US Flows To Watch: February 2021
Chart 1: US Crude Exports vs Imports
- US crude flows have undergone radical shifts over the past two years. Rising domestic production has increasingly found its way towards the export market, flipping the US’ status increasingly towards that of a net exporter. In fact since December 2019, the US has been a net exporter every month barring May-June 2020.
- In January 2021, exports outstripped import volumes to the tune of 700,000 b/d, up from 270,000 b/d surplus the same time last year. Weaker US oil products demand has forced crude import activity lower over the past 12 months.
- Read more in our recent report: ‘Opportunities in Crude Freight and Storage Markets’
Chart 2: US CPP Net Exports by PADD
- Declining US fuels demand is also reflected by the broad increase in US CPP exports in recent months.
- The US Gulf Coast (PADD 3), the largest hub for refining capacity in the US, has been steadily lifting exports of transportation fuels and LPG since the second half of 2020.
- In contrast to rising PADD 3 exports, the US Northeast (PADD1) is becoming increasingly reliant on CPP imports from overseas, with regional refining capacity threatened by closures. PADD1 imports from overseas are more economical than seaborne imports from PADD 3 due to Jones Act shipping regulation.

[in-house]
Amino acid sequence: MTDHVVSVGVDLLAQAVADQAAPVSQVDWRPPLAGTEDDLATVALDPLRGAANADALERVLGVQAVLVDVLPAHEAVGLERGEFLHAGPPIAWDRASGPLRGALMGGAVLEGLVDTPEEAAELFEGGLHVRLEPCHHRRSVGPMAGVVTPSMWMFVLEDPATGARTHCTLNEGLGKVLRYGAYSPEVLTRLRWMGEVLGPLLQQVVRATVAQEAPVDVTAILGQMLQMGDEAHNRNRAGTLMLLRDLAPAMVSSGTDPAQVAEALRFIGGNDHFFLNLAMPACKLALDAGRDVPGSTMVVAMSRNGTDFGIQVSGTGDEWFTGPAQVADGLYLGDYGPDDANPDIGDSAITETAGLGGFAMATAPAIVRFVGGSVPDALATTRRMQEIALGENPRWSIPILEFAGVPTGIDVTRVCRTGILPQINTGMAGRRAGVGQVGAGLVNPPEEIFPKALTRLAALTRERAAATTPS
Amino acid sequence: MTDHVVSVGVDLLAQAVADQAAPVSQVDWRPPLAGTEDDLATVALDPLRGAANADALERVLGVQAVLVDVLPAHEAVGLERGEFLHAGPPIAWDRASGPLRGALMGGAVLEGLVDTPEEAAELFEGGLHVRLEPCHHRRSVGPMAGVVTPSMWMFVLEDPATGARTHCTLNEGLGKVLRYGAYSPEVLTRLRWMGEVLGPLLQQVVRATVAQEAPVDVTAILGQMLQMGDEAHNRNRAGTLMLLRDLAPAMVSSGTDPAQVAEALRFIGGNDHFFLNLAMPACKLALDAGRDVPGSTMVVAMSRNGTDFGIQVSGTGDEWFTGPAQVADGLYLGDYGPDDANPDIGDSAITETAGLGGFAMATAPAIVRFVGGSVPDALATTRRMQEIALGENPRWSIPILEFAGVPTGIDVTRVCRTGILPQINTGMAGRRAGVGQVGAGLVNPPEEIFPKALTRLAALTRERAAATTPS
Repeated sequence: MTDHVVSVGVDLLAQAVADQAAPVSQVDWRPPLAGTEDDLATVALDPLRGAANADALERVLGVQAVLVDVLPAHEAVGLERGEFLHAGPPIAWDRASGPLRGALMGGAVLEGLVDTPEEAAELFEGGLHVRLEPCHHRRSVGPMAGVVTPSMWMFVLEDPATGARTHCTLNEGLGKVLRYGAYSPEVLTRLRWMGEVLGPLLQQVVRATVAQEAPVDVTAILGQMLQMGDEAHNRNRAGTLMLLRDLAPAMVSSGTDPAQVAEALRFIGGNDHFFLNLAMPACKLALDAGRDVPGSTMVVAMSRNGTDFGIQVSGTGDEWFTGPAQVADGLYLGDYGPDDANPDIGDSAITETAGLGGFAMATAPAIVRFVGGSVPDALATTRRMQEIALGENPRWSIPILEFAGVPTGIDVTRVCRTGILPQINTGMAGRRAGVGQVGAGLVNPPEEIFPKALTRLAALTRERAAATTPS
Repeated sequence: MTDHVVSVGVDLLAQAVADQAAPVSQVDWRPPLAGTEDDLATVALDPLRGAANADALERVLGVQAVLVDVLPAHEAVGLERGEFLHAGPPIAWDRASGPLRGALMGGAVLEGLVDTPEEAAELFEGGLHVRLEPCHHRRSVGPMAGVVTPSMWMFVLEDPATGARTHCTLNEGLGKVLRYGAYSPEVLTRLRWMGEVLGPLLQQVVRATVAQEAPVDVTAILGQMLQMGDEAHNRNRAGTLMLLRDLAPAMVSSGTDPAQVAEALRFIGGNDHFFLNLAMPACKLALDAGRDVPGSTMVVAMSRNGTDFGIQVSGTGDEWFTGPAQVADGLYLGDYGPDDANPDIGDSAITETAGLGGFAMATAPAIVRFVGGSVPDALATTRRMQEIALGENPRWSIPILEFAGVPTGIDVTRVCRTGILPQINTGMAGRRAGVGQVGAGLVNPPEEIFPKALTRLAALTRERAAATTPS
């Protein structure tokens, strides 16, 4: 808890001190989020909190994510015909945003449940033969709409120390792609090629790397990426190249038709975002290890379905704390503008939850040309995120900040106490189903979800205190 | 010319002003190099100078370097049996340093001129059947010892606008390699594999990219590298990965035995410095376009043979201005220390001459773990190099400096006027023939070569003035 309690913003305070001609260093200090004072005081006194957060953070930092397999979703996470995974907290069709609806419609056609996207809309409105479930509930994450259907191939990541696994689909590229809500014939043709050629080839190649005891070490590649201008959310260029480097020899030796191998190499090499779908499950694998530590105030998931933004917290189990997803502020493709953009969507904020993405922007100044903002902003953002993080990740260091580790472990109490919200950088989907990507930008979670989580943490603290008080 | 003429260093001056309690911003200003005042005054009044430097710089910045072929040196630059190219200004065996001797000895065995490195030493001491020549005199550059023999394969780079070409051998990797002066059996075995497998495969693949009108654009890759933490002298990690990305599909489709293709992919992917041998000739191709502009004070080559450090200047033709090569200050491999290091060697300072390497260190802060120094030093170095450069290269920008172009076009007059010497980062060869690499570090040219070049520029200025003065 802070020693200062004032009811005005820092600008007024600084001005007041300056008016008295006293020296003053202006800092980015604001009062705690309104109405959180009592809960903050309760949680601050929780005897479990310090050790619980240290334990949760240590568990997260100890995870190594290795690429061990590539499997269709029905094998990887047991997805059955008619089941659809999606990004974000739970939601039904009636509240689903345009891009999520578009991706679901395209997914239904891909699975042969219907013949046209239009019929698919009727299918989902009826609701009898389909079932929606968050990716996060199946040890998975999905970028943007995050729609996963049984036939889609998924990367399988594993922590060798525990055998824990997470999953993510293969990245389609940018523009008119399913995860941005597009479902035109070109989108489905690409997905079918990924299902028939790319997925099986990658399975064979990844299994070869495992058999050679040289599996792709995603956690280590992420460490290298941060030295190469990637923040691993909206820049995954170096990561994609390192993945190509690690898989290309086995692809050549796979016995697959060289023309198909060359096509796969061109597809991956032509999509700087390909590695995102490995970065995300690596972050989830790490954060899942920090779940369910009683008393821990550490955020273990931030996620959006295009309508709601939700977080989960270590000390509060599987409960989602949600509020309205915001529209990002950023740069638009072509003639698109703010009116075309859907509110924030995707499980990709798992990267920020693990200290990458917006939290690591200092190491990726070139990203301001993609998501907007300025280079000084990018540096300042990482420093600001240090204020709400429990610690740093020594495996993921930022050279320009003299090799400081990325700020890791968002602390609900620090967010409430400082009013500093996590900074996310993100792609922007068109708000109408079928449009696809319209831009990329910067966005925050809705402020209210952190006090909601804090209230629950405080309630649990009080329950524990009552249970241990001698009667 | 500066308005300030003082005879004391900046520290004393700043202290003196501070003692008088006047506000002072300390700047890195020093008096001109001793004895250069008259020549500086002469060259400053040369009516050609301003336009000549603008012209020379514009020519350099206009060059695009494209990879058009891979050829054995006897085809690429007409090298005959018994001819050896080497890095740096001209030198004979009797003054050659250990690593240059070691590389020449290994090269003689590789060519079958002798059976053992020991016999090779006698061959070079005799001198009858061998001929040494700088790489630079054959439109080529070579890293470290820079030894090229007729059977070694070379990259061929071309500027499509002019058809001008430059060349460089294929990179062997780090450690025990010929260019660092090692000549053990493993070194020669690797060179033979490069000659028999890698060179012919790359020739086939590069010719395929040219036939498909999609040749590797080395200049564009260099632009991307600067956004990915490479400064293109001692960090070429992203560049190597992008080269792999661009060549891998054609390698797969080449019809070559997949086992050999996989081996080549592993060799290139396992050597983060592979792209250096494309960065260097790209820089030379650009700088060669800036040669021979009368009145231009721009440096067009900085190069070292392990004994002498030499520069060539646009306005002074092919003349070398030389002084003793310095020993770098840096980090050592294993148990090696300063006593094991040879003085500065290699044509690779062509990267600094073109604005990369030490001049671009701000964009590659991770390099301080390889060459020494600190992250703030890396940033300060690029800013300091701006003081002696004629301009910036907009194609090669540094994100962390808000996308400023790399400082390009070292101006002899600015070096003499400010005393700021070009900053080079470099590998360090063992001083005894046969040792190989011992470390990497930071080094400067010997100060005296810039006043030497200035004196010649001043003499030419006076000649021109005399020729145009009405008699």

- Read more about US CPP exports in our recent Insight note ‘US LPG exports meet Asia’s burgeoning demand’
Chart 3: US Gasoline vs Diesel Net Exports
- The US has historically been a diesel exporter, but a seasonal net importer/exporter of gasoline/blending components. Recent trends suggest that both products’ net flows are shrinking.
- Diesel net exports are falling, driven partly by elevated PADD 1 imports. While diesel typically flows west to east across the Atlantic, European diesel cargoes began heading westbound in October and are still flowing in February, supported by colder weather in the US Northeast.
- Gasoline/blending components flows oscillate from net imports to net exports, reflecting the surge in demand that takes place during the summer driving season. But the impact of Covid-19 on reduced road fuel consumption in key export markets in Latin America and domestically is stifling US refinery output.
- Net exports of US gasoline/blending components stood at just 106,000 b/d in January 2021, down from 380,000 b/d a year earlier.
To watch Vortexa Managing Director Clay Seigle discuss ‘How can US refineries be positioned to compete in the global marketplace in the face of falling domestic demand?” during the USAEE Webinar on ‘Oil Trade: Can the US Remain a Net Exporter?’, head over to this link.
For more US-focused analysis, check out our ‘2021 Trends to Watch in US Energy’ special report